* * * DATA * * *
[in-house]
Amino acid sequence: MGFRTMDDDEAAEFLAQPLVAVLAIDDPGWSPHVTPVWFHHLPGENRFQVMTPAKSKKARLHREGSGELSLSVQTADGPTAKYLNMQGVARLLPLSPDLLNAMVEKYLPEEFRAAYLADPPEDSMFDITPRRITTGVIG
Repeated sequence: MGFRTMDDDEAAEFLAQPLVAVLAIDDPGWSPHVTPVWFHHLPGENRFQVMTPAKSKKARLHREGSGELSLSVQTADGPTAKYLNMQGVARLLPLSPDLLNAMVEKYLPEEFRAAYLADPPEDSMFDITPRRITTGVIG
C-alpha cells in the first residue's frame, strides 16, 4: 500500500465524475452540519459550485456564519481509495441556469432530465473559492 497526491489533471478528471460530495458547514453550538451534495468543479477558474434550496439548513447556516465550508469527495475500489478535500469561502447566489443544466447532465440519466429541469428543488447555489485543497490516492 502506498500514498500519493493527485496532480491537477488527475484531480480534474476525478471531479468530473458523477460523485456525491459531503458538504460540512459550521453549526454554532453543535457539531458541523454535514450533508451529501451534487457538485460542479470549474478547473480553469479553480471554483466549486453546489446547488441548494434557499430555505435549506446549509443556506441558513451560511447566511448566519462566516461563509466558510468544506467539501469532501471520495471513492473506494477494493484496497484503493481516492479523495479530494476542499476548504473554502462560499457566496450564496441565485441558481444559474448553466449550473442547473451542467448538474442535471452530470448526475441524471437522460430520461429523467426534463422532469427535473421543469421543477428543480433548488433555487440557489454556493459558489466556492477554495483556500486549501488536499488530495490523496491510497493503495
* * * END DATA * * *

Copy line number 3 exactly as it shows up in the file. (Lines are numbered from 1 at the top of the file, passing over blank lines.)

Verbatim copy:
Repeated sequence: MGFRTMDDDEAAEFLAQPLVAVLAIDDPGWSPHVTPVWFHHLPGENRFQVMTPAKSKKARLHREGSGELSLSVQTADGPTAKYLNMQGVARLLPLSPDLLNAMVEKYLPEEFRAAYLADPPEDSMFDITPRRITTGVIG